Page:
I’m often disappointed with a good chunk of electric kick scooters I test. Many of them just don’t have a range that satisfies my needs. I frequently trek from Bed-Stuy, Brooklyn, into lower Manhattan for a meeting, around 15 miles in total. Hopping on a scooter is much faster and a lot more pleasant than the subway (especially in the summer), but it’s not always guaranteed that I’ll have enough juice to get home.
But the Apollo Phantom V3 has never disappointed me with its range. I once rode it in one stretch from my home in Brooklyn into Manhattan, up to 179th Street, and over the George Washington Bridge to a coffee shop in Fort Lee, New Jersey, and the Phantom had 43 percent left in the tank—22 miles. It took me about an hour and a half! It’s the ultimate commuter scooter.
Here’s the rub. The range on an electric scooter isn’t solely based on the size of the battery but on a myriad of factors, like rider weight. I am a 6’4″ man who’s 240 pounds—a lot of people can generally eke out a few more miles than me on the same scooter. Folks like me need something that can handle extra weight without sacrificing range.
The Phantom V3 is rated to support up to 300 pounds and had no trouble climbing even the steepest slopes on my way up the George Washington Bridge’s bike path. The compromise to get this kind of range lies in the weight of the scooter itself. Alas, this thing is a whopping 77 pounds. Seventy-seven.
I can carry it, yes, but it’s not easy. I really wish Apollo would make handlebars that fold down, because they constantly hit the wall in my narrow stairwell or get stuck in the rails—not helpful when you’re carrying something so heavy. Thankfully, the stem is narrow so my hand can actually grasp it comfortably, and the additional handle at the end of the deck is a nice touch. Some lighter scooters have super-thick stems that actually hurt my hands when trying to tote them around, so much so that I’d rather carry the Phantom V3.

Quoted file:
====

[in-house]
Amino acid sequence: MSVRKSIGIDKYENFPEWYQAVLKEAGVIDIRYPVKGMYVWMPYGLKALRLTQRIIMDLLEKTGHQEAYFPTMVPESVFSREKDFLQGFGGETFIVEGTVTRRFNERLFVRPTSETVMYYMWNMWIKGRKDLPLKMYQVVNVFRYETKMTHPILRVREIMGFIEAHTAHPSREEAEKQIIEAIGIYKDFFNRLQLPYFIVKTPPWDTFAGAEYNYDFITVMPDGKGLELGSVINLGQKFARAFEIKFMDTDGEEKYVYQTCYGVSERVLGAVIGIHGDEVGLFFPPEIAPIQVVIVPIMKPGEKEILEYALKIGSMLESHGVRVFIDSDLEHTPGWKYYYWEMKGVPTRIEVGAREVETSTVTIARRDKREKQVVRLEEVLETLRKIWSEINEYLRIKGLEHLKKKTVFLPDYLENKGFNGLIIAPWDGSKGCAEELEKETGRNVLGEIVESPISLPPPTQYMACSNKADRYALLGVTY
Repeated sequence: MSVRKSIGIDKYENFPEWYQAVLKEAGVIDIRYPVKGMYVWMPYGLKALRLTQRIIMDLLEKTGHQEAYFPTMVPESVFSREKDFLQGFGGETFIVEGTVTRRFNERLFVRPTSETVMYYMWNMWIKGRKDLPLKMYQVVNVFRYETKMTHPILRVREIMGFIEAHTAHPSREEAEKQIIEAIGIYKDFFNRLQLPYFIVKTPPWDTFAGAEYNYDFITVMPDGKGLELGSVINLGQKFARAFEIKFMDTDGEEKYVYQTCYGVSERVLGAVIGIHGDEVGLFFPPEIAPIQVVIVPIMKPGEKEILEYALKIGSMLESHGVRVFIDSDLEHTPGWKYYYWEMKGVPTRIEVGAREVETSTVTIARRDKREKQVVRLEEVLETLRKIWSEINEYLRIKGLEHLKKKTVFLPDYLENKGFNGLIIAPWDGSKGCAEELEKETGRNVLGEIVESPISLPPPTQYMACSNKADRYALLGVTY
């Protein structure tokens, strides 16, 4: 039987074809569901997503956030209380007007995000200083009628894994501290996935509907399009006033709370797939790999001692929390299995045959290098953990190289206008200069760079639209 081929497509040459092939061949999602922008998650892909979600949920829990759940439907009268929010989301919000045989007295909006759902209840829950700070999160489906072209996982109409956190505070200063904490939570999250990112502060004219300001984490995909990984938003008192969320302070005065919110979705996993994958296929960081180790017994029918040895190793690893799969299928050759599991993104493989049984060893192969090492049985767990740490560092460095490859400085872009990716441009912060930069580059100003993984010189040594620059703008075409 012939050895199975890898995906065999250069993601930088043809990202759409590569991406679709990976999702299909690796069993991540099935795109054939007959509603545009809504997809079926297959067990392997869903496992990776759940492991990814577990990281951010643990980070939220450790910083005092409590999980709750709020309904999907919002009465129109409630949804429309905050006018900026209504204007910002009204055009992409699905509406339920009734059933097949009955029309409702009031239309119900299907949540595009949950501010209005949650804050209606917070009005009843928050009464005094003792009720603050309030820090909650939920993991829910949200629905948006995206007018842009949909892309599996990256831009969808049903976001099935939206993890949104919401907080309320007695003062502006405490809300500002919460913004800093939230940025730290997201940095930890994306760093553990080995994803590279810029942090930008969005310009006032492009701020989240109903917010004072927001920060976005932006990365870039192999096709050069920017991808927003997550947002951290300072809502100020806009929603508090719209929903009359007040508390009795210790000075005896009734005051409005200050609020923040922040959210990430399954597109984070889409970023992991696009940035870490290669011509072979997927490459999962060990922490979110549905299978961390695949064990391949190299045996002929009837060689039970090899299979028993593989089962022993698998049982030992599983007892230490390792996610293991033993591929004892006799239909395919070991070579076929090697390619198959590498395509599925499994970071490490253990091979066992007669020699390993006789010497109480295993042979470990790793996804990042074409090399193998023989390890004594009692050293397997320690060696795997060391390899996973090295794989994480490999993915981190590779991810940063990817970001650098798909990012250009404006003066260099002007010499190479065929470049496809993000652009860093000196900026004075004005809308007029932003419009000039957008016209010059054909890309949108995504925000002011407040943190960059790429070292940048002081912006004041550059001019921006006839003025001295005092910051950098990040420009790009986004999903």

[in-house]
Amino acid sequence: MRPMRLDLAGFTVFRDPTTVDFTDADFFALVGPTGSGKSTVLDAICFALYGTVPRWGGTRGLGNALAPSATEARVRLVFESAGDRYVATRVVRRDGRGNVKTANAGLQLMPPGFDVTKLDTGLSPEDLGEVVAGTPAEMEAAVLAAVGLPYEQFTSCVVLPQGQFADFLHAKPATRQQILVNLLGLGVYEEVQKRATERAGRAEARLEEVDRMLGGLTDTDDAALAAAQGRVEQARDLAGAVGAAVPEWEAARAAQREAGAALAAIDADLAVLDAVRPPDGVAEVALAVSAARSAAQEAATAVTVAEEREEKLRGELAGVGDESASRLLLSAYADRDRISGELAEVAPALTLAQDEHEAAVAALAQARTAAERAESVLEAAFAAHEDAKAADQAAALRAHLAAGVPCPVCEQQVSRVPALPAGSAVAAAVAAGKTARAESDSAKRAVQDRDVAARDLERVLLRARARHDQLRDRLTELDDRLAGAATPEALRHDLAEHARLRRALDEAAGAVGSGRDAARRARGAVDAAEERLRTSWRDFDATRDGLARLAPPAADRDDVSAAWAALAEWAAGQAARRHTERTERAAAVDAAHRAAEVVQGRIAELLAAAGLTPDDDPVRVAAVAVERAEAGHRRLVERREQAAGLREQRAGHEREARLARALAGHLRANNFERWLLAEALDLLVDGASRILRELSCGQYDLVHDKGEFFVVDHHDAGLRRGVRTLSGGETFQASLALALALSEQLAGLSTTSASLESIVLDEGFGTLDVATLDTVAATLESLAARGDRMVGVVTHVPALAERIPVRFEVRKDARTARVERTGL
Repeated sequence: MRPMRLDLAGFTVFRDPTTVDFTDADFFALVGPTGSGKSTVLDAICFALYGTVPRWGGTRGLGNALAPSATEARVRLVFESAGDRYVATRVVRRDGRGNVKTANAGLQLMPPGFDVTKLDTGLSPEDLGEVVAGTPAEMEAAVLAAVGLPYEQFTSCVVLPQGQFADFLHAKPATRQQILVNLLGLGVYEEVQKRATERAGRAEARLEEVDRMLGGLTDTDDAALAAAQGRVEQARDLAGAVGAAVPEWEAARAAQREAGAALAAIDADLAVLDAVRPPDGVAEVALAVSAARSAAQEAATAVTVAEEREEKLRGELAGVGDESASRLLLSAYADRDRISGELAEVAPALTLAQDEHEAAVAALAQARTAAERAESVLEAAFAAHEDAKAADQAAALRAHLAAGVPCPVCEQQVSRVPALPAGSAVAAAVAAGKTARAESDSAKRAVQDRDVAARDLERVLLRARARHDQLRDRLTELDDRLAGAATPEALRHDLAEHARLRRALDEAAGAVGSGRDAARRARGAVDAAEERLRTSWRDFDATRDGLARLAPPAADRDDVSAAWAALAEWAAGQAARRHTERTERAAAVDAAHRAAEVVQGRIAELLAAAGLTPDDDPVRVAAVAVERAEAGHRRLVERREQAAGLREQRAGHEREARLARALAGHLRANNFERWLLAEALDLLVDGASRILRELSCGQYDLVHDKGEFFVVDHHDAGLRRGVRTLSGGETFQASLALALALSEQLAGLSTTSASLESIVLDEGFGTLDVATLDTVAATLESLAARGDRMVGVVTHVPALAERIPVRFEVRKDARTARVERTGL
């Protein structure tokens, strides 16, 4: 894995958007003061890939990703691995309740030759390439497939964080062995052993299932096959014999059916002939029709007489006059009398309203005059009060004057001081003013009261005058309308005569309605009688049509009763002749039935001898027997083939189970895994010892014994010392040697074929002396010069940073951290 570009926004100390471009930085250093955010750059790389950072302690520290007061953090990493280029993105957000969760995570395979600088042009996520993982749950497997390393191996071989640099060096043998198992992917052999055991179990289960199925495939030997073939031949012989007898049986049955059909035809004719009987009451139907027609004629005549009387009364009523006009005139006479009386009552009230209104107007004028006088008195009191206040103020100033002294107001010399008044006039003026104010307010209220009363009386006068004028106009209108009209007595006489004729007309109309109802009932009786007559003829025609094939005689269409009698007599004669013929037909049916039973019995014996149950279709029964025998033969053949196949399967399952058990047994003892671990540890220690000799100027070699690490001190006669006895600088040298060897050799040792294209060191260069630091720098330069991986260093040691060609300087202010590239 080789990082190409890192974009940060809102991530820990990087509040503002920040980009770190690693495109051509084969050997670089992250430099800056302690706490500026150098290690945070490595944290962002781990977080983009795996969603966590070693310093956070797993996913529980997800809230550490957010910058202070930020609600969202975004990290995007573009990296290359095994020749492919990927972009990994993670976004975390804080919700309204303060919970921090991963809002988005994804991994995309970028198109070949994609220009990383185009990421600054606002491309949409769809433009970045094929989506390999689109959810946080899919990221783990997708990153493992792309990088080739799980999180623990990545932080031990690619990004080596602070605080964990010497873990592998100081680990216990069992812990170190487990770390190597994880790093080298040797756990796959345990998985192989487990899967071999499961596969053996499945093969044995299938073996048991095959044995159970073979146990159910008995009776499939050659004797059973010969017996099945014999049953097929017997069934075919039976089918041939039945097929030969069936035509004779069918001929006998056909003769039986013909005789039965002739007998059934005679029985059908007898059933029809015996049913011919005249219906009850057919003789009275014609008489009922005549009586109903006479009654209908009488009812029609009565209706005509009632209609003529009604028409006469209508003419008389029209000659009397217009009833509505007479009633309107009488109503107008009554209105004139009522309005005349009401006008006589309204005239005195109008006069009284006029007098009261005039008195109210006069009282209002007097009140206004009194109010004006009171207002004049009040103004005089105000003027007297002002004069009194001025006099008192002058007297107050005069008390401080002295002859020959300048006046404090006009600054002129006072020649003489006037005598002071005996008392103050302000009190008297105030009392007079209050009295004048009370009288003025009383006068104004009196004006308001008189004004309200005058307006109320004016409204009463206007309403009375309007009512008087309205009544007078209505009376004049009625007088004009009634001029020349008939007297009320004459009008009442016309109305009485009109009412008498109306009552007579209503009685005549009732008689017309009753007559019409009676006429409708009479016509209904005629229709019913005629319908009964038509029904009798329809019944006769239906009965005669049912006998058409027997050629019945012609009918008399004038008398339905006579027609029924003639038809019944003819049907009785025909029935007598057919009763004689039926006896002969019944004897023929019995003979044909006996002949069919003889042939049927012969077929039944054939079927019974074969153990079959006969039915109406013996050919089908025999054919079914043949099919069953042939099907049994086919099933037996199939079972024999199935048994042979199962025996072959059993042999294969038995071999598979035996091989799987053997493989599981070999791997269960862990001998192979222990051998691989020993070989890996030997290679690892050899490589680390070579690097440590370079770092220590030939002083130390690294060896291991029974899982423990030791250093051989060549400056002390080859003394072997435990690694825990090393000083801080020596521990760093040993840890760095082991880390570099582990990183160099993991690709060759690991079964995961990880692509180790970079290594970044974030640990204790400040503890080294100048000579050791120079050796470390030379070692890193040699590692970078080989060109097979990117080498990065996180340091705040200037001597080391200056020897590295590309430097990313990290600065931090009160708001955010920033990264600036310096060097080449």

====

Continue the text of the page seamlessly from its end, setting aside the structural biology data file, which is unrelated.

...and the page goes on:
You might need a hand pulling this escooter out of the big box it arrives in. Setup also required a few steps more than normal; mounting the handlebars is more of an involved process, with more screws and parts than its peers. Weirdly, none of the wires around the handlebars were plugged into each other, and this step wasn’t listed in the instructions. For a few minutes, I sat confused wondering why the Phantom wasn’t turning on. I figured it out and plugged them all in, but it’s odd that this isn’t mentioned in the manual.
As usual, you can pair the scooter with Apollo’s companion app on iOS or Android, which is much more stable than my prior experiences with other Apollo scooters. It connected quickly too. You’ll need to enter your scooter’s serial number during setup, which is annoyingly on the underside of the deck. That’s my only gripe. You’ll have to run through a lot of safety videos, but it’s helpful and important information.
The app lets you see your scooter’s ride information, like the odometer, but you can also tweak a variety of settings, from the speed and the acceleration to the level of the regenerative brake. The latter nets you a modest amount of charge when you use the regen brake thumb throttle instead of the standard disc brakes. Speaking of, I’d have liked hydraulic brakes on a scooter this expensive instead of disc brakes, but the truth is, I rarely used them. I stuck to the regen brake most of the time, and it was perfectly capable of bringing me to a quick halt.